Wald also said she was especially interested in studying how signing statements affect the federal bureaucracy. As a judge, Wald said, she dealt with many cases involving challenges to decisions made by administrative agencies. She said that courts are deferential to such decisions because they are supposed to be made by objective specialists in the agencies. But a heavy use of signing statements could call that assumption into question.

``If Congress passes a law telling the people in the bureaucracy that `this is what you should do,' and the president signs it but attaches a statement saying `I don't want you to do it,' how is that going to affect the motivation of the bureaucracy?" she said.
In other words, the courts show deference because the Administration usually agrees to abide by the rules. When they don't, who takes charge?

The title, long associated with the John Birch Society, is from a poem:

"Treason doth never prosper.
What's the reason?
If it prosper,
none dare call it treason."

We are not at that state, nor really near it. But we are reaching a dangerous tipping point. If the courts rise up and assert power over the Administrative branch, because the Legislative branch refuses to do so, what then happens to the very delicate balance of powers (this is Judge Wald's issue)? But if it doesn't, what then happens to the balance of powers?

We are being pushed toward Hobson's choice, apparently so we will destroy the Republic in order to save it. As Derrida, in another context, said of "rogue states" like this:

To immunize itself, to protect itself against the aggressor (whether from within or without), democracy thus secretes its enemies on both sides of the front so that it's only apparent options remained murder and suicide; but the murder was already turning into suicide, and the suicide, as always, let itself be translated into murder.
And he provides an interesting insight into a connection between democracy and the concept of the basileia tou theou, where the first are last and the last first, where the most powerful are the most powerless:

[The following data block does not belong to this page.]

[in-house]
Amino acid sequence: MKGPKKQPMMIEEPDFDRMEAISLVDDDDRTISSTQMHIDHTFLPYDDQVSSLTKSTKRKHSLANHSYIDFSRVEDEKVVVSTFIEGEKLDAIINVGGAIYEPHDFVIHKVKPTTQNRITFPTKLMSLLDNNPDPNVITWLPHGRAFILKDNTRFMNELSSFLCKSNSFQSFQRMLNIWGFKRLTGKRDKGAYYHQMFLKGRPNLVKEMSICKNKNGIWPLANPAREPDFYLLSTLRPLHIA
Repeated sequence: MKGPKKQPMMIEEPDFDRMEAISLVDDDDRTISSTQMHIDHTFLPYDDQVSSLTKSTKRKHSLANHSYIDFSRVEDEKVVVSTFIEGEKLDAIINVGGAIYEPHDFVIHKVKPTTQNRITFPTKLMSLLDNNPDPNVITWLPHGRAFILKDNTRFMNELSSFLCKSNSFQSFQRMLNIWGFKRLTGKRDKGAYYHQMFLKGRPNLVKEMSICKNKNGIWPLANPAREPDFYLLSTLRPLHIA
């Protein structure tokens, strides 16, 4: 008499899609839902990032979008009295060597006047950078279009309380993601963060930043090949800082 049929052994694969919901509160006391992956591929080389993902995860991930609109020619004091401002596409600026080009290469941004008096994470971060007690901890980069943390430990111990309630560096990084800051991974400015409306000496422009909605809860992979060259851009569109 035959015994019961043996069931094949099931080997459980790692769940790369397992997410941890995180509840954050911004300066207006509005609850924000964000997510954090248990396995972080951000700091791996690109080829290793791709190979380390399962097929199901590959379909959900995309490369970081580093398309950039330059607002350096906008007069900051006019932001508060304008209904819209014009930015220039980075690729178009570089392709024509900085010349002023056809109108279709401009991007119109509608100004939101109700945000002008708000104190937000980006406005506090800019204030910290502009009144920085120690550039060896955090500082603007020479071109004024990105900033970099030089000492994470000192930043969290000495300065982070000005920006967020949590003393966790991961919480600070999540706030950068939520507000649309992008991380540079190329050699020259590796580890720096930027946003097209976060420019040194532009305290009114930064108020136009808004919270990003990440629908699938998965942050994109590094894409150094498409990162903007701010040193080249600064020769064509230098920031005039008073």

...one will never actually be able to "prove" that there is more democracy in granting or in refusing the right to vote to immigrants, notably those who live and work in the national territory, nor that there is more or less democracy in a straight majority vote as opposed to proportional voting; both forms of voting are democratic, and yet both also protect their democratic character through exclusion, through some renvoi; for the force of the demos, the force of
democrary, commits it, in the name of universal equality, to representing not only the greatest force of the greatest number, the majority of citizens considered of age, but also the weakness of the weak, minors, minorities, the poor, and all those throughout the world who callout in suffering for a legitimately infinite extension of what are called human rights. One electoral law is thus always at the same time more and less democratic than another; it is the force of force, a weakness of force and the force of a weakness; which means that democracy protects itself and maintains itself precisely by limiting and threatening itself.
It is that maintenance by threatening the very structure of governance which this Administration fears, and which we must demand the other two branches reassert.

Hardly a simple task at all. But, in a democracy, the ultimate responsibility lies with the governed, not the governors.